2. charles, by not building housing for new folks, those same folks can buy the older residents out of their current housing. housing is more important than a dollar store.

        2. “..why are we allowing the few natives that we have left to be tossed to the side for 29 units?”

          Charles, please specify which remaining Ohlone natives are being displaced by this project.

      1. I think if we cant understand why a dollar store would be important in helping stretch a dollar in a neighborhood that houses working class families, then we have missed the entire point.

          1. Because you only read part of the planning code. “neighborhood character be conserved and protected in order to preserve the cultural and economic diversity of our neighborhoods,”

            I will let you figure out what role this store plays in economic diversity.

      2. Charles, the mission is not only a poor working class Latino community. It’s actually more diverse and includes wealthier folks too. Don’t they also deserve to have housing and retail that meets their needs? It’s rather closed minded to disregard their affinity for single origin lattes, cold pressed juices, $8 avocado toasts, etc. And usually, those people like $3 tacos too! I mean, can’t we all live in the mission together- working class and urban yuppies too? They also deserve our love.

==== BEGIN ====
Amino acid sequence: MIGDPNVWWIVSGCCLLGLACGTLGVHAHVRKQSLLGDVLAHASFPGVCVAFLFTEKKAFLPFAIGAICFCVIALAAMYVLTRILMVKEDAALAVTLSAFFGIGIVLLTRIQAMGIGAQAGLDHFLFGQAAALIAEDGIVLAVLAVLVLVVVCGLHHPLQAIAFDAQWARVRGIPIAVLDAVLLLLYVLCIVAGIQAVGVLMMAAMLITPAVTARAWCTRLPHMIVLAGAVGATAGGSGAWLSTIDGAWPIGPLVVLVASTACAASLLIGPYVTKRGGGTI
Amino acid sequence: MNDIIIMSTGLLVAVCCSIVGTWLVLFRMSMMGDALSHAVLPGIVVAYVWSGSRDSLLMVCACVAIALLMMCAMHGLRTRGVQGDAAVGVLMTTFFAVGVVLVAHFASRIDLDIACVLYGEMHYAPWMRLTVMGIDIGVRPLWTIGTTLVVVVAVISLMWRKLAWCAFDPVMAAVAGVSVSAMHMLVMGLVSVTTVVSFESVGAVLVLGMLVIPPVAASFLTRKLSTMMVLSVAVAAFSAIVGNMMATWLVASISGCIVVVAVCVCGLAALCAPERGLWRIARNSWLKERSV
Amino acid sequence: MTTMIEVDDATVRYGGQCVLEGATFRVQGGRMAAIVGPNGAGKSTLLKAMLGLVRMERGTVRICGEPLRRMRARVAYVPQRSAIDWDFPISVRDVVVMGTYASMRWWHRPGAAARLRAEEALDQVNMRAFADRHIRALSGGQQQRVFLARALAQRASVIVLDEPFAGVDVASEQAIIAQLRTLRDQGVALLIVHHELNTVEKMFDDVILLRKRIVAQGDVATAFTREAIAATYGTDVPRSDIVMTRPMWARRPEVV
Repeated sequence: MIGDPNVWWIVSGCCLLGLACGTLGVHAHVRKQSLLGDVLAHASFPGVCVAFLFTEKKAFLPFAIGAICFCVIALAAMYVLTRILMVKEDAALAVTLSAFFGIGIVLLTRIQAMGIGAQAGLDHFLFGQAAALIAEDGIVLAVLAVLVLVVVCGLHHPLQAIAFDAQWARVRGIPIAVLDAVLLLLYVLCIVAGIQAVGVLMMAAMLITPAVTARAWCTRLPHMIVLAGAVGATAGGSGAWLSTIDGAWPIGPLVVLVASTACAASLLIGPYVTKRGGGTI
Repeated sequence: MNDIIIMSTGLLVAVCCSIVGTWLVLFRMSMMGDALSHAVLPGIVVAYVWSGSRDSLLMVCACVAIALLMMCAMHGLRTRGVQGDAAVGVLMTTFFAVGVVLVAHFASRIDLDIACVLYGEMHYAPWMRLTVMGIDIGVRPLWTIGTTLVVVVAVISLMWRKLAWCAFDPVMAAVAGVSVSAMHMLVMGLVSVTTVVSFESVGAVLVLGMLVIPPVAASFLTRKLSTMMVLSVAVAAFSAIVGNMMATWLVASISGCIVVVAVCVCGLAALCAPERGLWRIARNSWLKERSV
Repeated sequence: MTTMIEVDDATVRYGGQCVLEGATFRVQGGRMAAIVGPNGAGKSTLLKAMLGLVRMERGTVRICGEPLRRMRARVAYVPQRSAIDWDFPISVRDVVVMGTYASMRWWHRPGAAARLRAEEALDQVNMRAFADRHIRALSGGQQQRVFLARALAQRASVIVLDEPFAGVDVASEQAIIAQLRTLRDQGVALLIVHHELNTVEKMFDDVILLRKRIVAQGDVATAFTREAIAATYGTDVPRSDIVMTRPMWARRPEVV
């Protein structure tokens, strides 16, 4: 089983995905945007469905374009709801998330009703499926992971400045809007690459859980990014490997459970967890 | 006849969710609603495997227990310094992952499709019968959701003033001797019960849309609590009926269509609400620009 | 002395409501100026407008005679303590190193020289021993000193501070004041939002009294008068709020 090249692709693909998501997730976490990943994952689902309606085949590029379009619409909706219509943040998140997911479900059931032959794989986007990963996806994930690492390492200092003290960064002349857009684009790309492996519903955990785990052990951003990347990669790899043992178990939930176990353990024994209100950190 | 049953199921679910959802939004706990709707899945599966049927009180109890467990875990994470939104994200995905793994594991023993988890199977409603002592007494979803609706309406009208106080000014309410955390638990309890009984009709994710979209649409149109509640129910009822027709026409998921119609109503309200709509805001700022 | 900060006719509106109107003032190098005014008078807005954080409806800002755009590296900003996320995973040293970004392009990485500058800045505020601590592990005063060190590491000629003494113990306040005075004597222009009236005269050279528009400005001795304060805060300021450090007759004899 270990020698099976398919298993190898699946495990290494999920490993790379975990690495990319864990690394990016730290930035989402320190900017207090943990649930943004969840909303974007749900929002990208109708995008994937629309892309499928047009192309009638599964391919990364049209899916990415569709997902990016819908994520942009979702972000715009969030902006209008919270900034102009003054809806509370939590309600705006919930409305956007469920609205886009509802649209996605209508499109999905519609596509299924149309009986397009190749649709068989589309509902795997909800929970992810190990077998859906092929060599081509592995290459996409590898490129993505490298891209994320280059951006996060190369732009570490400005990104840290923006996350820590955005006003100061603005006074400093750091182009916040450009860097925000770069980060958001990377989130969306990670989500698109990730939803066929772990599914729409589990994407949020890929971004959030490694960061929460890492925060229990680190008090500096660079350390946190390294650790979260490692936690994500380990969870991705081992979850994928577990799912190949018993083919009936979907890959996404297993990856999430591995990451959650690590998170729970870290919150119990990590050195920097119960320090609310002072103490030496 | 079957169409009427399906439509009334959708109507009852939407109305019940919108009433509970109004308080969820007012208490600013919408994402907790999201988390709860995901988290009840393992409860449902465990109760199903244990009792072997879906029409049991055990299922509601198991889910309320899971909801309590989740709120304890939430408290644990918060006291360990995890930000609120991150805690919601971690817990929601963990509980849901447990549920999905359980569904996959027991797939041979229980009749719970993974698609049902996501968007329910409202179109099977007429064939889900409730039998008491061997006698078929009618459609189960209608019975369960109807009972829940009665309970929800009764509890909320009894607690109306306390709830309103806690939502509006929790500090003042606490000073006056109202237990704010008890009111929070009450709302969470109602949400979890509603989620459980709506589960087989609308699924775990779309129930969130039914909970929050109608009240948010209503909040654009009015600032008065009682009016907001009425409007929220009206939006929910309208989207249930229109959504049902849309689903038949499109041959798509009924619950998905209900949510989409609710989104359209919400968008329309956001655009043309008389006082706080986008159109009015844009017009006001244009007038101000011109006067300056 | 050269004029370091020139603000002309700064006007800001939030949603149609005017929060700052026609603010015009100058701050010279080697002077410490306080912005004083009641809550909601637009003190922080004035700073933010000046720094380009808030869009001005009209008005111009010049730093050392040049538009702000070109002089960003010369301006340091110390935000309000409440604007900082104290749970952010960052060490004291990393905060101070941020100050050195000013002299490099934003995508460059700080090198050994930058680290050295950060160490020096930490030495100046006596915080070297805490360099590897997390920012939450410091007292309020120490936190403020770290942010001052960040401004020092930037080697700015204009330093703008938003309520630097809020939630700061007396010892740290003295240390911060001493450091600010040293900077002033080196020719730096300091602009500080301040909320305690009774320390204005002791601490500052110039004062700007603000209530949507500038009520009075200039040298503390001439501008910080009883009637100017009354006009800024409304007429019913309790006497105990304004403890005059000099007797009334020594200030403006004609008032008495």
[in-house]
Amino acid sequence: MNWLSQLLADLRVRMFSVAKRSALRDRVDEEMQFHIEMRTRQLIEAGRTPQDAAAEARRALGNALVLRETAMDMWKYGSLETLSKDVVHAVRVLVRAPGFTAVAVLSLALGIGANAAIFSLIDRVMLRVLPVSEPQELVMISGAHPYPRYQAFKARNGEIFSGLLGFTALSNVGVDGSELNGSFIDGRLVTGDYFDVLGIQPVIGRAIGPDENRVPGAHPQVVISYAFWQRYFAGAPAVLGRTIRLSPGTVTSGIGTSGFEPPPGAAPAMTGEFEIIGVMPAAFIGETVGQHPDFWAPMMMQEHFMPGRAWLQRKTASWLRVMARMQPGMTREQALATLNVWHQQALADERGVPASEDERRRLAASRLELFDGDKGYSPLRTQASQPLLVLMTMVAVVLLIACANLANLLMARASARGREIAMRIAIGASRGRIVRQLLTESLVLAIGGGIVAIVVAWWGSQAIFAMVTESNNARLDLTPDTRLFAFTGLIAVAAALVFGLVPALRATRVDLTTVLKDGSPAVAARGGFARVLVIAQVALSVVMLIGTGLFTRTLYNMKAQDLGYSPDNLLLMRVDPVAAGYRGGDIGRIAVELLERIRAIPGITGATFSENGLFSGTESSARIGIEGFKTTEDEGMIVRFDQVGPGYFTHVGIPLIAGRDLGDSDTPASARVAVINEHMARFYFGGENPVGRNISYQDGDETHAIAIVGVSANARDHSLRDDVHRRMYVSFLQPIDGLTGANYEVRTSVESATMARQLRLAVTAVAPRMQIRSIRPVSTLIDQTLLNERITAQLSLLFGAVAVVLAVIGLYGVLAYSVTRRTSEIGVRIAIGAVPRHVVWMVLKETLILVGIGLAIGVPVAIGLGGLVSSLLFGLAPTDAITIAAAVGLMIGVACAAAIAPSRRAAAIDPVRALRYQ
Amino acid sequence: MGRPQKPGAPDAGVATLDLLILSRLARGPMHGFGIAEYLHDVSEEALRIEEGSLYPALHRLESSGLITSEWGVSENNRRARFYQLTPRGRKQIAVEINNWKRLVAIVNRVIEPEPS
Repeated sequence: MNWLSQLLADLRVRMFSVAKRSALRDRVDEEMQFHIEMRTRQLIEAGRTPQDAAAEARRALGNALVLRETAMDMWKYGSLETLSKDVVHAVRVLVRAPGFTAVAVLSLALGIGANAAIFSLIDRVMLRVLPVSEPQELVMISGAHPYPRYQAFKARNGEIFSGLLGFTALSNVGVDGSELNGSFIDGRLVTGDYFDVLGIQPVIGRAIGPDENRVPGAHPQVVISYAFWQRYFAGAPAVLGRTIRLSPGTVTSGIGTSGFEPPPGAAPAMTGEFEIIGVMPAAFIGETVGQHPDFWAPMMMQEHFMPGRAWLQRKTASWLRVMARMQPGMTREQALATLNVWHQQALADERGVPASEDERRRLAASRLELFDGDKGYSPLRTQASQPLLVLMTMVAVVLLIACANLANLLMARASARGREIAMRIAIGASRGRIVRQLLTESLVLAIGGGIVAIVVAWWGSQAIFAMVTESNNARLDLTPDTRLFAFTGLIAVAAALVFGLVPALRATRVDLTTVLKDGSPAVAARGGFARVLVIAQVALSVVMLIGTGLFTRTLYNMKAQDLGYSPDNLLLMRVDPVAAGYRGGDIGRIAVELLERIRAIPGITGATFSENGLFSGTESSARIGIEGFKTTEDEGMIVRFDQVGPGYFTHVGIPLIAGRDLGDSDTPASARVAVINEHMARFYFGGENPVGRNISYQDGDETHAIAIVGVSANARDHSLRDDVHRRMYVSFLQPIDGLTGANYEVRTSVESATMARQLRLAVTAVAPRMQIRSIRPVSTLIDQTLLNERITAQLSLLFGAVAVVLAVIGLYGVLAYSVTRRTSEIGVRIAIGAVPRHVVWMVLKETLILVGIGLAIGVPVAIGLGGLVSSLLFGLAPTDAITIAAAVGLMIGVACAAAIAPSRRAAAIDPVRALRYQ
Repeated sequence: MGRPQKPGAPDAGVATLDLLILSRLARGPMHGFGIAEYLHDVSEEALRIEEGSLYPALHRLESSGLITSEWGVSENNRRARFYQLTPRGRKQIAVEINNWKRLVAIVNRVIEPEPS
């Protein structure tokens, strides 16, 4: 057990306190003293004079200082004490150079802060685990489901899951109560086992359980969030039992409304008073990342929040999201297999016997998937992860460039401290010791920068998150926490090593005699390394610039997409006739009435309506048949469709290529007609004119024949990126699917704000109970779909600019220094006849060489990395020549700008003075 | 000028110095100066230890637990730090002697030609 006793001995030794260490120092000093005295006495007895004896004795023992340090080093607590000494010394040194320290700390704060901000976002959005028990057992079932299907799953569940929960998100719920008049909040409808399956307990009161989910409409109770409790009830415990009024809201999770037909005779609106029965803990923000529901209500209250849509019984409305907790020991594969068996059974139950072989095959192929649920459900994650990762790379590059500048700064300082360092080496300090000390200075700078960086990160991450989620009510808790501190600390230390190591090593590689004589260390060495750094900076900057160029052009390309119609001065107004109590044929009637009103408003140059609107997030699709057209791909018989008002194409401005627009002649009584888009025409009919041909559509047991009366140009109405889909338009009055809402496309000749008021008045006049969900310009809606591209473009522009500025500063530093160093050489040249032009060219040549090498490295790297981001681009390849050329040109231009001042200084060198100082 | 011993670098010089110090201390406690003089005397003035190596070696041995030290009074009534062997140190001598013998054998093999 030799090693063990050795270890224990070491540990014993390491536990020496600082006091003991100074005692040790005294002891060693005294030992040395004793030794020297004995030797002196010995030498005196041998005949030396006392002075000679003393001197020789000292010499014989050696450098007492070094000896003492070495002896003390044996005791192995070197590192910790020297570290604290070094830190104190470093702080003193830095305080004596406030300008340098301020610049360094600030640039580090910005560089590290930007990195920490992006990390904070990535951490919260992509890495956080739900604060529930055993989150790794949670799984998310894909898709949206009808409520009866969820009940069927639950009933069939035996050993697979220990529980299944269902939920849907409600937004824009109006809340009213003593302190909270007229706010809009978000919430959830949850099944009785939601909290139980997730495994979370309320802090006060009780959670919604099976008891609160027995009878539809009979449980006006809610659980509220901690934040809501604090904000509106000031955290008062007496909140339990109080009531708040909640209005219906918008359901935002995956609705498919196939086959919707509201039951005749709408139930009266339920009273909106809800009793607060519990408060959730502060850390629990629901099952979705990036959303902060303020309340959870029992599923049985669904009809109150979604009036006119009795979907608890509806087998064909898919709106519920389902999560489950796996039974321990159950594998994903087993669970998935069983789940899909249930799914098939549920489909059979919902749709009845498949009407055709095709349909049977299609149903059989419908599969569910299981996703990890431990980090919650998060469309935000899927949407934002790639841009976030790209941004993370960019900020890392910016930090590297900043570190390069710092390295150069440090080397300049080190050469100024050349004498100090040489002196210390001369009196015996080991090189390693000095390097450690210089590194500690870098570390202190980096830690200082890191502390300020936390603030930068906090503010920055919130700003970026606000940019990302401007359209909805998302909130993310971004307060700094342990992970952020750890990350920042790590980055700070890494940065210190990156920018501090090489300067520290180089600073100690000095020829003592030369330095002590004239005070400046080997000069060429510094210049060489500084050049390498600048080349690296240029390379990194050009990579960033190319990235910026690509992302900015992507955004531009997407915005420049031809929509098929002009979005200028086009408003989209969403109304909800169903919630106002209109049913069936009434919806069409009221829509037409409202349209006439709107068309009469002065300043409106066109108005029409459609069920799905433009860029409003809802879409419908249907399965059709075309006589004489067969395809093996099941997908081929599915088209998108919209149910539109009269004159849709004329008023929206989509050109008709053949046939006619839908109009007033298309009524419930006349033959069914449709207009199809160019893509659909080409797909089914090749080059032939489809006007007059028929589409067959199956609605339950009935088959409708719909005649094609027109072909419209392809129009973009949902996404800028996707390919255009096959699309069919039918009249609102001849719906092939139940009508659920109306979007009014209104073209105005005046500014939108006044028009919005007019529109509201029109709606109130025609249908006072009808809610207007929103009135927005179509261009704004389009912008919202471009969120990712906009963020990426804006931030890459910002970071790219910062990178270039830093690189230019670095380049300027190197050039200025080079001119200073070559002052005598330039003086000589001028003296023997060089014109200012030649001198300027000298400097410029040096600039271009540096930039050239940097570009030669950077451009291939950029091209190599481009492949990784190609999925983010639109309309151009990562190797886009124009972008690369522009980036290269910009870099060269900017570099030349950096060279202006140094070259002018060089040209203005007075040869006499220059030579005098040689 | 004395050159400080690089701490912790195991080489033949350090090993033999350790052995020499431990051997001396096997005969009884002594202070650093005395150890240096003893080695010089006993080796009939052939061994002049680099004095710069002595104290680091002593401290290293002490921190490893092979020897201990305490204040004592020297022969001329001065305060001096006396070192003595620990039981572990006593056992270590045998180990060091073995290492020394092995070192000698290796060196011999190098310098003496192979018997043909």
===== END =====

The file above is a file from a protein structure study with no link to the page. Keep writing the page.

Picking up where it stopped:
1. the wealthier folks will take the housing from the poorer folk if new housing is not built. this kind of blockage is doing more to displace poor folks than knocking down a dollar store

        2. and dont forget that it was an irish neighborhood not too long ago, and they were pushed out by others.

    1. I’m sorry, this has to do with (your making assumptions about) white commentators on this website *how*?

  12. MEDA is a xenophobic hate group. They’re very weird to interact with because they speak in barely concealed racist code about everything. But their end game is obvious (and they’ve said it themselves) which is to corner the market on affordable in order to grow their revenue streams.

    1. I am a white male working in tech, mid-thirties. I went to MEDA a few months ago and took one of their courses. They welcomed me, they engaged thoughtfully with me, and they offered me to come back for more classes. At no point did I feel unwelcome.

      It’s dangerous to speak in such broad undertones about organizations and groups making a positive impact our our cities existing lowest income residents.

        1. I think they have a course titled “Proper attitudes and actions to take as a white male tech worker while living in the mission.”

  13. MEDA should focus on the core issues of skill set development and encouraging entrepreneurs . Not sure why they are wasting resources on housing which we badly need

    1. Not sure if you actually know what MEDA does or just believe what other people tell you but they that and more. Check out some of their programs, all free by the way.

    1. This taps into the weird hypocrisy of MEDA – they spout hate speech like the comments above, and meanwhile take handouts from rich corporations to pay fat salaries.

      They are descended of Jim Jones and the support for them is just as wrong as it is was